I reviewed book one, Pivot Point last year. In Split Second, instead of following two different futures from Addie’s point of view, we’re told the story from her and her BFF, Laila’s, perspective. Interesting choice as having followed the same format of two-futures-Addie could have been a bit been-there-done-that. But I’m not sure even the change in narrative style as enough to make this a good read.
Addie’s life is barely recognisable since her parents split. She’s been used, she’s been betrayed and now her power is acting up too – she can slow down time but cannot control how it happens. Meanwhile, Laila needs to learn how to restore memories – most specifically Addie’s, but she’ll need the help of Connor, the brooding outcast from school. When Addie visits her father for winter break, she meets Trevor – a virtual stranger she’s feels like she’s always known. But when Trevor starts to suspect there’s more to Addie and her school than she’s letting on, things get complicated for all of them.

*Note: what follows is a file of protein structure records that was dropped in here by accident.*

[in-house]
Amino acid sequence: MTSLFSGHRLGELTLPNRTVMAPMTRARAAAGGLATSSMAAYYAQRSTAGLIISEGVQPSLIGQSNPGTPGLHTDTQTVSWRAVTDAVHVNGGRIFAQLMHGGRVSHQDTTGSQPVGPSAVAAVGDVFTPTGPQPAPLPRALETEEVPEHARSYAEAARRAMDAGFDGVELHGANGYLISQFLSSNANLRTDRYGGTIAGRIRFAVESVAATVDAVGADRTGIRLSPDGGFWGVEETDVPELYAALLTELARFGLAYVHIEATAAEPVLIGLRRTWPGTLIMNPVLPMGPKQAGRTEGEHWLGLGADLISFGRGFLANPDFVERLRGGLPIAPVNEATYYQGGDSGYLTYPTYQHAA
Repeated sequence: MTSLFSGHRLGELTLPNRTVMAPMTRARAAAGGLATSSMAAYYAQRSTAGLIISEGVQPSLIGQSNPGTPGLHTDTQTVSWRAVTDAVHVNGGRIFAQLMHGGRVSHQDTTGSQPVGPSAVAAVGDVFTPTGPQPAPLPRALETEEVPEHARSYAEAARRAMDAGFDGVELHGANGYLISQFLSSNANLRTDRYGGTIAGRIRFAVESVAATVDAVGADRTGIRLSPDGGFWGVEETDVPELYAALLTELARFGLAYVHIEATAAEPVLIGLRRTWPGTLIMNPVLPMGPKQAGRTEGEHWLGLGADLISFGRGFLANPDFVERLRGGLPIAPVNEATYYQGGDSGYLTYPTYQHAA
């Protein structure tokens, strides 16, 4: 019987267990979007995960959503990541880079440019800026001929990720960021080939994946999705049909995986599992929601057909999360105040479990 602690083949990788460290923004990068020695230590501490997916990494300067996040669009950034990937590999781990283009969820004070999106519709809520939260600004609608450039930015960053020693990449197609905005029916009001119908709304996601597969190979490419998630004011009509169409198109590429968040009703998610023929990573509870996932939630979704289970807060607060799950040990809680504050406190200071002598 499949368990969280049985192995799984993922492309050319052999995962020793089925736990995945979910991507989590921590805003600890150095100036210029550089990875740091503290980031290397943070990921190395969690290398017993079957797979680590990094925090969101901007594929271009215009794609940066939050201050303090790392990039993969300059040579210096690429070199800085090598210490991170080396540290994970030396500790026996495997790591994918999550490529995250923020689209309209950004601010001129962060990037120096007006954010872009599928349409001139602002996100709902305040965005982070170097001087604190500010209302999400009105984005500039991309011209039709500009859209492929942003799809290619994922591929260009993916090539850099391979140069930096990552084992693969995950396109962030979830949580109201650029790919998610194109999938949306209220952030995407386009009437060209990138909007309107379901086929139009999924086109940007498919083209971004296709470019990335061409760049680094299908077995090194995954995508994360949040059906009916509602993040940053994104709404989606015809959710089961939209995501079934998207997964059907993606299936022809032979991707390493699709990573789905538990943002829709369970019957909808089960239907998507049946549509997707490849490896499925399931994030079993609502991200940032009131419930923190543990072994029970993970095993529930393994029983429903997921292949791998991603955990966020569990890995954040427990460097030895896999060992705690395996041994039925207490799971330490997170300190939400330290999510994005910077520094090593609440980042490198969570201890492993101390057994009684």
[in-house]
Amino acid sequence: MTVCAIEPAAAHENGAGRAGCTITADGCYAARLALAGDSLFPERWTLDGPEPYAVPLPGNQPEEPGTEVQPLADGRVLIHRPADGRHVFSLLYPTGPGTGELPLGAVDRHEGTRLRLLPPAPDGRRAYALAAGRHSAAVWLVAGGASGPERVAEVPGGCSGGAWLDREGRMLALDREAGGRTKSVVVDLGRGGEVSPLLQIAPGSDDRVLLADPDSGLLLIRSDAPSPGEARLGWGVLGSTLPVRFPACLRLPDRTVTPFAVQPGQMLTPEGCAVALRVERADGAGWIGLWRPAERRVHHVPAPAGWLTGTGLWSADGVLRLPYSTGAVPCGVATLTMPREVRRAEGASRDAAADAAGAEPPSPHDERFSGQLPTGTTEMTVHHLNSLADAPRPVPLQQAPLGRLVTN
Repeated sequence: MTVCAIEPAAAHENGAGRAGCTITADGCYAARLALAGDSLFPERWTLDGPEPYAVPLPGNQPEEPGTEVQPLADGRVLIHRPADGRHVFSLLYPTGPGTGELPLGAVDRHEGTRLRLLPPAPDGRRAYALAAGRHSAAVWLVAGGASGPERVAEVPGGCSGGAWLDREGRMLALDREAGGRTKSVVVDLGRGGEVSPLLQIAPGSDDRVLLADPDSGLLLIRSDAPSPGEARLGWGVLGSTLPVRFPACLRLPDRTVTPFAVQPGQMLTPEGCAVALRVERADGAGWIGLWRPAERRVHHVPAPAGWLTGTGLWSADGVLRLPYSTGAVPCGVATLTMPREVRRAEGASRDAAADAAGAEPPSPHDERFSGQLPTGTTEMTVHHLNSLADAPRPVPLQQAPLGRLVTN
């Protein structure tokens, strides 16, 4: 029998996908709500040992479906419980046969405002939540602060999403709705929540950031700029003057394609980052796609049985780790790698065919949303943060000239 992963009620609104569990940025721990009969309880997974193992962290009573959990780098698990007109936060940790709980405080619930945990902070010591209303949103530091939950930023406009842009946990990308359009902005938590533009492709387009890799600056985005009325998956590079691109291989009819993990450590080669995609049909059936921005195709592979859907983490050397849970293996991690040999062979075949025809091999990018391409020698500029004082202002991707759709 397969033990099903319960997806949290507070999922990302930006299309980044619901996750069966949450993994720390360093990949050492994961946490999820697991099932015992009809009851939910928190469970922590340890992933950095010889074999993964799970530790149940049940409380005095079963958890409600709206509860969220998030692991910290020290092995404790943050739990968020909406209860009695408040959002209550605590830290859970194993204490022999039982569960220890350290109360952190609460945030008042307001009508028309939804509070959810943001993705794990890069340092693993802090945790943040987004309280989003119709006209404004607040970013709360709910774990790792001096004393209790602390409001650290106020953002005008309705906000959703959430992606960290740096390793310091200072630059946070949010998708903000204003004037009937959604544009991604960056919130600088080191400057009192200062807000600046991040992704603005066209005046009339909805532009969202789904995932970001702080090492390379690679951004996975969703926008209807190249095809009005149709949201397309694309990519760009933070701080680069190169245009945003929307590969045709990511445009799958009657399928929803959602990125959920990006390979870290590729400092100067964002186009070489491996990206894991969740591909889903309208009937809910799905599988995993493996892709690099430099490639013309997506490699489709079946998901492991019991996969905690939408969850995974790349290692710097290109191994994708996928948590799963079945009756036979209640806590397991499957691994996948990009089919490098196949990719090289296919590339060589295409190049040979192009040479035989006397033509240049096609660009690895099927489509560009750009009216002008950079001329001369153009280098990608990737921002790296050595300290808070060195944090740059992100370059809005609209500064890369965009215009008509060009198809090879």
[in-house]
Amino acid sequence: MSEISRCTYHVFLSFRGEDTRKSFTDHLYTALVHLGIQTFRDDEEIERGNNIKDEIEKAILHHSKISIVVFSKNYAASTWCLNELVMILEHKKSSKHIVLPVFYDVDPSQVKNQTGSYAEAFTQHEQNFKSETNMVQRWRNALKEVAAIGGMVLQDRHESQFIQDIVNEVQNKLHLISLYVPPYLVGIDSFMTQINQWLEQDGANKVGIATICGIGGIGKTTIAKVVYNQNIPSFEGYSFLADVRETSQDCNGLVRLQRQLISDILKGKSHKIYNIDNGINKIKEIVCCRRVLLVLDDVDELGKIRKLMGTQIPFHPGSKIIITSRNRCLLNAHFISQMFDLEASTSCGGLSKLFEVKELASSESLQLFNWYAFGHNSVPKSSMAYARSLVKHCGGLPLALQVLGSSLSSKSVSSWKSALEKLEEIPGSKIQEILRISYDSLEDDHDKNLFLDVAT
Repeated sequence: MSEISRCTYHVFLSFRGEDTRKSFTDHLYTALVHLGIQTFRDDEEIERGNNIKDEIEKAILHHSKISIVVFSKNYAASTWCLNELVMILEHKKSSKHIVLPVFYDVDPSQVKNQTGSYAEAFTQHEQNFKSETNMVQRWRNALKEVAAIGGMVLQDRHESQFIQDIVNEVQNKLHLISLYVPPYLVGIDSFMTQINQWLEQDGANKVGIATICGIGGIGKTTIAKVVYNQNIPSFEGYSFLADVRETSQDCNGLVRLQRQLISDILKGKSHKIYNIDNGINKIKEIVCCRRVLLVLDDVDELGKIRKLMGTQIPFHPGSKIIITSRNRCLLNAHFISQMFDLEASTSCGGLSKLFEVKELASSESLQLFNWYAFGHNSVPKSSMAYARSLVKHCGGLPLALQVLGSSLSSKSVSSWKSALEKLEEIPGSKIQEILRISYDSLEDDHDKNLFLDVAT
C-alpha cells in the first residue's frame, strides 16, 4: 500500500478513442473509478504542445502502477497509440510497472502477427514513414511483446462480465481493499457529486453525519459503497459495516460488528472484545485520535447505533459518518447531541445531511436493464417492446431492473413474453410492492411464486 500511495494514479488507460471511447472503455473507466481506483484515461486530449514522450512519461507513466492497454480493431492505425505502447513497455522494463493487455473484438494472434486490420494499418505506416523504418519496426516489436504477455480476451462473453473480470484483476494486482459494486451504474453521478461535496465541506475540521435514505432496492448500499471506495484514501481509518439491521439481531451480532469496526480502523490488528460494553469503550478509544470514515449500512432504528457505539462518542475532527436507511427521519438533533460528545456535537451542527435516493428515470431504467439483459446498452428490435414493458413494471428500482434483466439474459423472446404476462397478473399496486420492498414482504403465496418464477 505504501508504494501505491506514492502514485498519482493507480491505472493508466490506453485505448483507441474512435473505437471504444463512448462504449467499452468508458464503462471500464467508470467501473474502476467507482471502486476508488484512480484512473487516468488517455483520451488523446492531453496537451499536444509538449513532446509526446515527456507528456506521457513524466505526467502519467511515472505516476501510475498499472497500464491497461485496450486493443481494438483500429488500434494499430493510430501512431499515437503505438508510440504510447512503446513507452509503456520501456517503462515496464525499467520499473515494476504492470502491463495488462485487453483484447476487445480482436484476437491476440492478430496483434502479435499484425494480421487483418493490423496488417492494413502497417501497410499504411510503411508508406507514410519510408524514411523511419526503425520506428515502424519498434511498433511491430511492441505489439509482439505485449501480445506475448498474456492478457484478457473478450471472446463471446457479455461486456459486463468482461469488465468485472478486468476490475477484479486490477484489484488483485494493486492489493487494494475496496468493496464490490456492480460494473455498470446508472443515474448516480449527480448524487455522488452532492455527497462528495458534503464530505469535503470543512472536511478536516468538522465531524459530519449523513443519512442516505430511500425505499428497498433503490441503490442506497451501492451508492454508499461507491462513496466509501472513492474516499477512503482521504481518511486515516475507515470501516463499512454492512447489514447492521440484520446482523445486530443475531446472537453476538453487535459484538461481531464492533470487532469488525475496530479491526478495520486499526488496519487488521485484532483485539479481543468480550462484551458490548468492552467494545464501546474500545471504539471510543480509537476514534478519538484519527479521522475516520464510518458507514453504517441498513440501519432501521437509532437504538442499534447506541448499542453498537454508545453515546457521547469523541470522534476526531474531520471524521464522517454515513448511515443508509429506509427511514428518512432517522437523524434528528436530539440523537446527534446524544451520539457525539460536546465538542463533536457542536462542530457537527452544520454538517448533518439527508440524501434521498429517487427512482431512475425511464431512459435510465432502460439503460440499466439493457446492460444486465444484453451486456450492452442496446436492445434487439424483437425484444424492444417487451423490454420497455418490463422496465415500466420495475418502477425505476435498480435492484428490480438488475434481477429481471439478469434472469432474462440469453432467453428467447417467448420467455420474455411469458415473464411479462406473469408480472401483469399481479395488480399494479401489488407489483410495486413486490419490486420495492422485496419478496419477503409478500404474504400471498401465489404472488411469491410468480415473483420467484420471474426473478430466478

This was an ok sequel, it wasn’t great and didn’t blow my mind. And although it gave me some of the romance and reunions I’d hoped for during the first book, it just never grabbed me. The first book worked really well because of it’s unique idea – two different futures, both playing out at the same time. Now, we’ve taken the one path but Kasie West is trying to jam the other future that didn;t happen back in – it just feels a little clumsy.
I’d almost say, I’d have preferred to have left it at Pivot Point, even with the way it ended.
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